I think maybe the modest goal of Lower Decks should be to use the Star Trek universe to tell fun, lightweight, comedic stories where the tone of the episode lands on something more pleasant than annoying. "Caves" does just that by employing two standbys: (1) The flashback episode told as a series of mini-stories, and (2) the Star Trek cave setting that was obviously filmed on the reusable cave set on the soundstage at the Paramount lot.
In the case of Lower Decks, where the animators could give us any setting they wanted, using a cave is a deliberate and knowing wink, as is the complete lack of surprise on Mariner's face when the team becomes trapped by a cave-in — with a deadly growing mass of bioluminescent moss consuming the available space and threatening the four. The cave joke is something Trek fans will smile knowingly about, but that joke alone would not carry the day if this episode didn't also win us over by ultimately telling a nice little story about these four people and their enduring friendship.
We get a flashback from each of the four characters. Boimler's involves his away mission with Lt. Levy, whose rampant speculation turns out to be informed insight about the aliens — the Vendorians from TAS's "The Survivor" — who are behind the morality test that he and Boimler are currently undergoing (while under observation).
In Rutherford's flashback, he and T'Ana are trapped in a cave when their cave guide is killed in an attack by a ferocious cave creature. T'Ana must deliver Rutherford's baby after he's impregnated with a "consciousness clone" (through simple touch) by the dying cave guide. Turns out the ferocious beast is actually an intelligent creature who can be reasoned with if we just break down the communication barrier. (Although, if it observed them being good parents, why was it still trying to kill them?)
In Mariner's flashback, her team is stuck in a cave where one half of the cave ages you until you're too old to move. The problem is, the substance that will enable their escape is on that side of the cave. Meanwhile, Mariner is at odds with one of her team members over the question of Delta shift versus Beta shift. Delta shift never gets the good missions. And Mariner thought she had it bad on Beta shift. The biggest laugh for me: Mariner victoriously declaring, "F*** you, cave!" with a double flip-off when she realizes the cave is not blocking their communications. (There's also a throwaway line of the crashed shuttle's power being "dunsel.")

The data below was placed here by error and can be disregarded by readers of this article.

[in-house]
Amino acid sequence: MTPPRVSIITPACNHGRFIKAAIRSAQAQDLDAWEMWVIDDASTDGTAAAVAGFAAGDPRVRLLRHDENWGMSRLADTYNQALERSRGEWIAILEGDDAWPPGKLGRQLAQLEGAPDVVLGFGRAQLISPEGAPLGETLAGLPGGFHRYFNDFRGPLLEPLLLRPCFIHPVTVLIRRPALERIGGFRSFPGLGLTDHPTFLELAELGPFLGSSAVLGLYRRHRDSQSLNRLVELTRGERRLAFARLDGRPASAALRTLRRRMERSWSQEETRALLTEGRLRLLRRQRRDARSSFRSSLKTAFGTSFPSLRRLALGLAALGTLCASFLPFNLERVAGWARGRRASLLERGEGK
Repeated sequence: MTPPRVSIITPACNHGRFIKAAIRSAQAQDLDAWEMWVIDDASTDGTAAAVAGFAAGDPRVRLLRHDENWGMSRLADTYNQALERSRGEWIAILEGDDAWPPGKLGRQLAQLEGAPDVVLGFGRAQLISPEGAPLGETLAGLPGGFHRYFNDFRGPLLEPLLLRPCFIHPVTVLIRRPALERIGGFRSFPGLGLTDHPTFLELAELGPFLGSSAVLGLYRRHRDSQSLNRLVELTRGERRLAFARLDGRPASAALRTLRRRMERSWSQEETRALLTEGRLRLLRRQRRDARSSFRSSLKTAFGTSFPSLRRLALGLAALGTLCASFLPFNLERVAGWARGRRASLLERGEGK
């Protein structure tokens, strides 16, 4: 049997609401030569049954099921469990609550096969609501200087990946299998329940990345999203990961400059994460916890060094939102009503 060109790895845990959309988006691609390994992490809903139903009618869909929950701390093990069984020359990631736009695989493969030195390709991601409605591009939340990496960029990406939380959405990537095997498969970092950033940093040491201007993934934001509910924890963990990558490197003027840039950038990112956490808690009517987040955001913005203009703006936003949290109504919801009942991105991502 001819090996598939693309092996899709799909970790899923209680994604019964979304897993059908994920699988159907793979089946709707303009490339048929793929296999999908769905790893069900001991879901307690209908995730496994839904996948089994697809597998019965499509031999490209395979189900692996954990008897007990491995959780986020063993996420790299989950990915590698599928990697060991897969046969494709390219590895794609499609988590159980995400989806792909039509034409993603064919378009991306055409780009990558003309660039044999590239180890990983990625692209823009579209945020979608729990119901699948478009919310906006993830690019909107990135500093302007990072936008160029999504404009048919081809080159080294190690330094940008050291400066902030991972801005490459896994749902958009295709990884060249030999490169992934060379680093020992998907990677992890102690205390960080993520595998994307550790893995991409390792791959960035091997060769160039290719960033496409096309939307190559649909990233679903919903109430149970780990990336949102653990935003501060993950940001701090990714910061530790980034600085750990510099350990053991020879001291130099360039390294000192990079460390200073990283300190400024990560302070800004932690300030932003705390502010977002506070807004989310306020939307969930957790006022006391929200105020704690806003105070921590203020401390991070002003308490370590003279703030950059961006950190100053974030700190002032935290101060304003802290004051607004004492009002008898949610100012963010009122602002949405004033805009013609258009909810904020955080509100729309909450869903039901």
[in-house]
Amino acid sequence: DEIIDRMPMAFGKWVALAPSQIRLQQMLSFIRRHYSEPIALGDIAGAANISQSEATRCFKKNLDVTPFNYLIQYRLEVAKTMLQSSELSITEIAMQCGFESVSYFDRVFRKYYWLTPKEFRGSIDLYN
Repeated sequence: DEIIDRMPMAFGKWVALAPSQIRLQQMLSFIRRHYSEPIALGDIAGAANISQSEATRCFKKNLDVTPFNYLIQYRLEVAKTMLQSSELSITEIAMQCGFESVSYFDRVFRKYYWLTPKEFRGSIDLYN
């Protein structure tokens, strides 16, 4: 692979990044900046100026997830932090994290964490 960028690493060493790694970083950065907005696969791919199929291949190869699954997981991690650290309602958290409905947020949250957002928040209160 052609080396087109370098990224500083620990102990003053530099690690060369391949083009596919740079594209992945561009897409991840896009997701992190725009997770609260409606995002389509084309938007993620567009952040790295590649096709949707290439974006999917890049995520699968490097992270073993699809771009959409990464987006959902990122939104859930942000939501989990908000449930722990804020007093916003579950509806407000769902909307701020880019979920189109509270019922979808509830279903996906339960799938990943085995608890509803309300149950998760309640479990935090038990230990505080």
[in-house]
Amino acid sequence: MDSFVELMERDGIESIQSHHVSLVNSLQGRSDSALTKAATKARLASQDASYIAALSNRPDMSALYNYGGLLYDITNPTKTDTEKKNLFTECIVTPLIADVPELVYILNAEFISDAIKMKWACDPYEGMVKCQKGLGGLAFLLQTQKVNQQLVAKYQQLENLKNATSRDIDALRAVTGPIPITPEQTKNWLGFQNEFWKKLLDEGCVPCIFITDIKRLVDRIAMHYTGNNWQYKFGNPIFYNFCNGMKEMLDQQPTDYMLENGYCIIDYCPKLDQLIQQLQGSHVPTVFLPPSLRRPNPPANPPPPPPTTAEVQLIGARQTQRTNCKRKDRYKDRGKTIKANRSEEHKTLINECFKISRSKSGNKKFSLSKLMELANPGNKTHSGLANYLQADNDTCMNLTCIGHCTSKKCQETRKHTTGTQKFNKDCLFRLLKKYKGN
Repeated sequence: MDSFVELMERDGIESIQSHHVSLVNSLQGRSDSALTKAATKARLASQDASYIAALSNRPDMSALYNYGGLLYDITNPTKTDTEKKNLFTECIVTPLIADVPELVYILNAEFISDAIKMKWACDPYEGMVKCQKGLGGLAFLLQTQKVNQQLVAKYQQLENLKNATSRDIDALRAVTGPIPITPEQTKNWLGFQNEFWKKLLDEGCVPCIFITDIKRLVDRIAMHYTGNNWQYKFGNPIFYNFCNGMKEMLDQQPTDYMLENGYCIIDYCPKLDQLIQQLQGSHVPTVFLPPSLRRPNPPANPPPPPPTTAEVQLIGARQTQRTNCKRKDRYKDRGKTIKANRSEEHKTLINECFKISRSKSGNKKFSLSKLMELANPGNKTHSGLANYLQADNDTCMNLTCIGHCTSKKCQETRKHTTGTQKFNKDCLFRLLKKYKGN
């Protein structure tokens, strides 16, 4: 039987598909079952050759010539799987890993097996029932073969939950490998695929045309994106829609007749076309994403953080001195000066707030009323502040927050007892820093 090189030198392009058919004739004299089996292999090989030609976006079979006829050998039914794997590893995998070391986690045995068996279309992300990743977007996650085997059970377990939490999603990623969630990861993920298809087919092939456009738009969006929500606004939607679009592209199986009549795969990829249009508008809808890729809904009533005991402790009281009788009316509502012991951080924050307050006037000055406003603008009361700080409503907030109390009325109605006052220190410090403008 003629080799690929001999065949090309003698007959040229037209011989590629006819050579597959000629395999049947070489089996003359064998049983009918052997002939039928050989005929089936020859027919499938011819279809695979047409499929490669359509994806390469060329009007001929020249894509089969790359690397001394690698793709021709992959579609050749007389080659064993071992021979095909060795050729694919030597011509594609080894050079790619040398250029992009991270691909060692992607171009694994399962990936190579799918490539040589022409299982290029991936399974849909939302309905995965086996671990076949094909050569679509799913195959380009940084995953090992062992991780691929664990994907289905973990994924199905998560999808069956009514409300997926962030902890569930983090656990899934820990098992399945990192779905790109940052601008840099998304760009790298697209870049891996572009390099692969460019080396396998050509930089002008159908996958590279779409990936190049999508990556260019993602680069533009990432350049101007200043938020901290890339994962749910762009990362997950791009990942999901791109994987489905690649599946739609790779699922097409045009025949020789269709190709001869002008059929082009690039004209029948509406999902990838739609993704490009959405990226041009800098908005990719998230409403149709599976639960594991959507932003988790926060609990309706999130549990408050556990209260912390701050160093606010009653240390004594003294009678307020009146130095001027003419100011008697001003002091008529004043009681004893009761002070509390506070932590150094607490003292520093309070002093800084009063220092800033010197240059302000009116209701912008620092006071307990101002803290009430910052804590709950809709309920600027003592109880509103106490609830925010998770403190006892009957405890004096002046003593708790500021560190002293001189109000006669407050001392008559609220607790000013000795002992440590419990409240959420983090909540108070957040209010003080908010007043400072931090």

Tendi's story brings it all home. Set immediately after her arrival on the Cerritos in the first episode, it's actually not a trapped-in-a-cave flashback, but a trapped-in-a-turbolift flashback, where the four Lower Deckers were stuck for hours in an ordeal that solidified their friendship forever. It reveals the episode is actually about these four characters, not the mission they are on or the missions of their flashbacks (although a final reveal that shows the Vendorians were actually behind this latest cave trap, putting the group through a test that they unknowingly aced).
After the lamentable "Empathological Fallacies," I said I was close to giving up on this series. I was serious. Because — let's face it — this show is really only as good as how pleasant it is while it's happening. If it's obnoxious, it feels like I'm setting my time ablaze by watching it. But the episodes since then have all landed on the pleasant side of the coin, and "Caves" may be the most pleasant of the season yet. Could it be as simple as that?
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